By Don Nelson
Loup Loup Ski Bowl is beginning an ambitious project to clear out the dense tangle of downed trees, brush and other understory material that clutters the forested areas between the resort’s ski runs.
Loup Loup General Manager C.P. Grosenick said work will begin this summer on clearing the areas, which he said are essentially impassable, but the project will likely take several years.
The work is being done under the auspices of the U.S. Forest Service, which allows the ski area to operate under a special use permit.
Jennifer Zbyszewski, recreation program manager for the Methow Valley Ranger District, said the work will be carried out by volunteers, but the Forest Service will periodically check on its progress. The project is an element of the South Summit II Forest and Fuels Project Environmental Assessment. “We will make sure it’s done right,” she said.
Grosenick said a major goal of the project is to remove fire fuel from the forested areas. “The last two years of fires have had an impact,” he said. The Carlton Complex Fire of 2014 came close to but did not damage the ski area.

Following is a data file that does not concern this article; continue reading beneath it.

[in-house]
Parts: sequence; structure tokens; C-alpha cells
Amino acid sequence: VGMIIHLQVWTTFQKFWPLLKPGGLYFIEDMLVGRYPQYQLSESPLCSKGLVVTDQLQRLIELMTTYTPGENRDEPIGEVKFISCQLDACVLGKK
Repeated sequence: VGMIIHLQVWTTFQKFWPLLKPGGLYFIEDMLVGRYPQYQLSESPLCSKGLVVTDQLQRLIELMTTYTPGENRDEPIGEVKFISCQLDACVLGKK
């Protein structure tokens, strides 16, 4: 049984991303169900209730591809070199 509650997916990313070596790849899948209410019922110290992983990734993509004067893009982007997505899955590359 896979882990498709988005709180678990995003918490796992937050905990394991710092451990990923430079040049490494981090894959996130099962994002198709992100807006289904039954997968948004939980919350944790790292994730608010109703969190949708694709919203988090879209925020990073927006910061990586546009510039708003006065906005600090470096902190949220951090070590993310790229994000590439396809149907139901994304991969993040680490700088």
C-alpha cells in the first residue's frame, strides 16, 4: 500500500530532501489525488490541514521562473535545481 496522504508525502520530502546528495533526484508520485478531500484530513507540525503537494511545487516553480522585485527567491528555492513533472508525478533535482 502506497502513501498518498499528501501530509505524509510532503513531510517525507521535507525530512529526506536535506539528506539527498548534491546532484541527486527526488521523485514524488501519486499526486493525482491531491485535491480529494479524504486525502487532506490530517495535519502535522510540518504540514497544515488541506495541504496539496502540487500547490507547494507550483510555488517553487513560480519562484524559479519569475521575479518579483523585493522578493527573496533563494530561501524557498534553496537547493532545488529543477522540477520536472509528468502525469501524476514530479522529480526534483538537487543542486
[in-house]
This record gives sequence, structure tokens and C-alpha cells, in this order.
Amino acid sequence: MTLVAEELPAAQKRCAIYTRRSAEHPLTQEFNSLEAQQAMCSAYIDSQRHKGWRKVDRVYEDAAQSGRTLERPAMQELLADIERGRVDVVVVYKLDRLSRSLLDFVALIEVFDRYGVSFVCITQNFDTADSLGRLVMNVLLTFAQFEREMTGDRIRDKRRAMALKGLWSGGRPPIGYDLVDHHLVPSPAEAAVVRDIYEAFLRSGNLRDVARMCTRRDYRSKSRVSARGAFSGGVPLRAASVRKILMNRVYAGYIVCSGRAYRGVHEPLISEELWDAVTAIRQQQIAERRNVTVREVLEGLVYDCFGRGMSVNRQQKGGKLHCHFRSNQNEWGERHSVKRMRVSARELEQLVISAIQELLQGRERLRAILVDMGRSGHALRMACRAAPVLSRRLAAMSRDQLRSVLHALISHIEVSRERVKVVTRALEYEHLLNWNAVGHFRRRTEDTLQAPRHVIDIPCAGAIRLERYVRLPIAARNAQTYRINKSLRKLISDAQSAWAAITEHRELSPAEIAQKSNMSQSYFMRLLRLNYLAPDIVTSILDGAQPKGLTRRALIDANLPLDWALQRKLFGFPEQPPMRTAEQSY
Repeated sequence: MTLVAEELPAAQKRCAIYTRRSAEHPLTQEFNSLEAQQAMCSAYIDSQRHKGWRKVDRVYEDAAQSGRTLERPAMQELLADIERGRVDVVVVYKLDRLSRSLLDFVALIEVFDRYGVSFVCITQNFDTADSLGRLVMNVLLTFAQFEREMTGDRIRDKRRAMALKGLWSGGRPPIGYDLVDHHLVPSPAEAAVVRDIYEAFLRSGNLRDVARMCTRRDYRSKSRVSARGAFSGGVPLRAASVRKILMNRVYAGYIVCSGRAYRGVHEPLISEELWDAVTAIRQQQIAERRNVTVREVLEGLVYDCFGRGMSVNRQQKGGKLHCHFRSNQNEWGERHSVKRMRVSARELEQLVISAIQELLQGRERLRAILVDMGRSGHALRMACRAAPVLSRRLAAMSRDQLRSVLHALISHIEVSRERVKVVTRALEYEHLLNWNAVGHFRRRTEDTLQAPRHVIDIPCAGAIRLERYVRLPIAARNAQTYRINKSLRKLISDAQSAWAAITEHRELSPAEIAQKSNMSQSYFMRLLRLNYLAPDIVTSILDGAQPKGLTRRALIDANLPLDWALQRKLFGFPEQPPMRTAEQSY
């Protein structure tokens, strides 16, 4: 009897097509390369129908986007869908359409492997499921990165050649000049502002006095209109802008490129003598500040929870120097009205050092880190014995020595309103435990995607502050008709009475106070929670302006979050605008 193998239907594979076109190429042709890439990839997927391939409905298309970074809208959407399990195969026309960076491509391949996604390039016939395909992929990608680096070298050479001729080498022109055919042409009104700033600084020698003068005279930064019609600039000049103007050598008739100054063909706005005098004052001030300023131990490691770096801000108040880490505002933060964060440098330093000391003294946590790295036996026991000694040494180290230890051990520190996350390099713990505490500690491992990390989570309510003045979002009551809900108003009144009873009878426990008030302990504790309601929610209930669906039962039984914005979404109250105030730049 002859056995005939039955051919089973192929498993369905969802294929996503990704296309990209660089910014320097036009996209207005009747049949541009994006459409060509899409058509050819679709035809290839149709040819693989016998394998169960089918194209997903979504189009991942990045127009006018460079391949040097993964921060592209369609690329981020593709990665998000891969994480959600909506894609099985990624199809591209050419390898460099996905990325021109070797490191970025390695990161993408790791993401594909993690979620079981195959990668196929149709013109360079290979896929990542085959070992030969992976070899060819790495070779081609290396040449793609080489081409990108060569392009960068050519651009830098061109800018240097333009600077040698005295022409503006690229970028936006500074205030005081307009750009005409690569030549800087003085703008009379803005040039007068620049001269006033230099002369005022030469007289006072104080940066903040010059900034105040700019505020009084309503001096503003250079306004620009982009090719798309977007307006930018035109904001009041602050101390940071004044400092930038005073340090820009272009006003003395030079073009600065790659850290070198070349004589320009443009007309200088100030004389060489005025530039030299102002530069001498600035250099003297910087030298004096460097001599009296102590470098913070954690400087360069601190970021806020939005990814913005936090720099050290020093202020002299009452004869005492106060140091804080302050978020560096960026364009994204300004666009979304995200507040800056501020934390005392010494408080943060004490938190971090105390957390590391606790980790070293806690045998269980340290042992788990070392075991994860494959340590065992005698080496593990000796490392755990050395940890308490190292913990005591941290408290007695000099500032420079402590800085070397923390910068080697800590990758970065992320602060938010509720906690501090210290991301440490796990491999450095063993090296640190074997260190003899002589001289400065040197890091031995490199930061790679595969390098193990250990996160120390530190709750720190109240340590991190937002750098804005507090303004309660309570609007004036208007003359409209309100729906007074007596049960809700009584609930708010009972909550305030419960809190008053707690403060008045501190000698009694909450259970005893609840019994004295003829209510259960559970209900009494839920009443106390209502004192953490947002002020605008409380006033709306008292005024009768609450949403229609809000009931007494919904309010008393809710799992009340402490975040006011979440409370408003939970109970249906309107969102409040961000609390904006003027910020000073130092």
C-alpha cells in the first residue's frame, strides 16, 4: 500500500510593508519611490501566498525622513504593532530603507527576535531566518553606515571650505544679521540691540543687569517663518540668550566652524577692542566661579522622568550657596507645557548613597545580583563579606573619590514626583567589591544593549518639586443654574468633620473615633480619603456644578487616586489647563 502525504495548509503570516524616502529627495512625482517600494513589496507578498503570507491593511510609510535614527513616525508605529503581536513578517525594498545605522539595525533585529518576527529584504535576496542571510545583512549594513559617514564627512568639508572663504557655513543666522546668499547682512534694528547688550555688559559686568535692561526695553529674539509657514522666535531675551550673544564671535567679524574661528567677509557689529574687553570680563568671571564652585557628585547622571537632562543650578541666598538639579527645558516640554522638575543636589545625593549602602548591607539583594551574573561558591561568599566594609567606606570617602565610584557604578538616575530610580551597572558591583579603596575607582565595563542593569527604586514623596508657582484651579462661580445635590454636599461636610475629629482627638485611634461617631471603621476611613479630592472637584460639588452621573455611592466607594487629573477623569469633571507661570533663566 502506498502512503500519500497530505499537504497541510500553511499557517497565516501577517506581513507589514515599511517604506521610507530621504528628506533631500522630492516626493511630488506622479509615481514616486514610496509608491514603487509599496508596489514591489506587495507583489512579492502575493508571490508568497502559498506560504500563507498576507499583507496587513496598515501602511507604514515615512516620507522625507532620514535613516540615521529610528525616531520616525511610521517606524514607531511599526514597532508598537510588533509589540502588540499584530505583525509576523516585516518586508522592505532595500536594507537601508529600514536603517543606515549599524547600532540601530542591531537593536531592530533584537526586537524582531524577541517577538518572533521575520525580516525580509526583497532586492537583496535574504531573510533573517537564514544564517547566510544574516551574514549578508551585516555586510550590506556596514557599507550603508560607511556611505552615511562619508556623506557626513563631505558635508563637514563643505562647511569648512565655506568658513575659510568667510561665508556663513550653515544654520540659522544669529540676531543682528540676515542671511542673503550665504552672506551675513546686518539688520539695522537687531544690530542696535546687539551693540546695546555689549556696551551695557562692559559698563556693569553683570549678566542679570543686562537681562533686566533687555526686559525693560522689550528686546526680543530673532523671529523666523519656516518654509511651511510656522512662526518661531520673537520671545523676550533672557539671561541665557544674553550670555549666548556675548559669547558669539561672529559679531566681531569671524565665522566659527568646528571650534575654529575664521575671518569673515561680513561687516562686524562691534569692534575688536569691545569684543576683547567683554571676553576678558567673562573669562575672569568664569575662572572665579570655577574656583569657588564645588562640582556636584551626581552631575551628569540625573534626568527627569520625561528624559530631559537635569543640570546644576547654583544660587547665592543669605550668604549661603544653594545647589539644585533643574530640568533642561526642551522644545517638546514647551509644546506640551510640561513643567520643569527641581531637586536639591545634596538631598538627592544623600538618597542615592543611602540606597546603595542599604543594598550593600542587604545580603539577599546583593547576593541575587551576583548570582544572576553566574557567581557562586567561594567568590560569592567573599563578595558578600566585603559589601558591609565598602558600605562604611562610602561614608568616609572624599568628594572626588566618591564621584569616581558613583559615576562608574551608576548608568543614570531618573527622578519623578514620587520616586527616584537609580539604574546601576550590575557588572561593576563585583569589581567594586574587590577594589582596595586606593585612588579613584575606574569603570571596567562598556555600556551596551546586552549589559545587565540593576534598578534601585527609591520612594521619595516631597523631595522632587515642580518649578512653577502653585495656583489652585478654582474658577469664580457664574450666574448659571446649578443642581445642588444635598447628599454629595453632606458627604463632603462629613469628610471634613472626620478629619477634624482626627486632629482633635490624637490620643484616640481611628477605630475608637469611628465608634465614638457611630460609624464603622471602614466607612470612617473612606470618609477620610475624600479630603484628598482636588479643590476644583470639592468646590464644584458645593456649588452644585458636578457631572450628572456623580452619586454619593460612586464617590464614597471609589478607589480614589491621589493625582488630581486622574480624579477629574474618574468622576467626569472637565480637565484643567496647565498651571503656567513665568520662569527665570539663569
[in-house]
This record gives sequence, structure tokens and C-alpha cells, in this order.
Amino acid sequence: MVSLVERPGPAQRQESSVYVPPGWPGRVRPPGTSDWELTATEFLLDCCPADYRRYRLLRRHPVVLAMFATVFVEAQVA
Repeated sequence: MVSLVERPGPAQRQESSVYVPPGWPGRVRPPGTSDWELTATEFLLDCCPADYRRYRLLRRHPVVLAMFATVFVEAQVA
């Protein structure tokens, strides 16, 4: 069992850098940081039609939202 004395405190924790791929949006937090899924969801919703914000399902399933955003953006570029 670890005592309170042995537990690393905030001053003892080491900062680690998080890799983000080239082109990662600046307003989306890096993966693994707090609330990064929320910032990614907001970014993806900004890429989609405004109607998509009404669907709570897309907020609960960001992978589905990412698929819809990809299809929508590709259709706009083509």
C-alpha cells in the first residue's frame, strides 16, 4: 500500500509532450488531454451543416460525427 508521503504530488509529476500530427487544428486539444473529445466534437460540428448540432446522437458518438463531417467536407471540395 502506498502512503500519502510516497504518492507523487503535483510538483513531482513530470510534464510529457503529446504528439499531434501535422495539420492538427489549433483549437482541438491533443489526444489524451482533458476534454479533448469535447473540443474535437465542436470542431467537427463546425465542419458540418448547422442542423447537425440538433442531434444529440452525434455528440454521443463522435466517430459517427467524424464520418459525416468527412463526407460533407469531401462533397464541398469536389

“Our No. 1 concern is that if it [a fire] got going in those stands, it would just take off. There is so much fuel,” Grosenick said.
“We want to educate people so they are aware of the need” to reduce potential fuel, he added. “There are some incredibly dense areas with a lot of downed trees, right between the ski runs.”
Clearing out the clutter will also make for a better skiing experience, he said.
The cleared material will be stacked in piles which the Forest Service will burn, Zbyszewski said.
“They’ve got a lot of ground to cover,” she said. “This is a good time to start a project like that.”
“Our plan is to begin this summer and go for as long as we can,” Grosenick said. “This is a long-term effort, and it will take the community to help us get it done.”
Grosenick said the ski area applied for grant funding for the project but was initially turned down. Loup Loup will likely pursue other grants. Without help, he said, the ski area can’t afford to hire a contractor so will rely on volunteers.
If interested, contact Grosenick at (509) 557-3401 or email email@example.com. Volunteer work can be applied toward earning a season’s pass at the ski area, Grosenick said. “Our standard is 50 hours of work to earn a pass.”
Work this summer will take place between Bulldog and Hughes runs, Grosenick said.
The South Summit II Project encompasses about 50,000 acres of Forest Service land. About 70 percent of the project area burned during the Carlton Complex Fire. The forest restoration project was under consideration prior to the fire and was subsequently modified.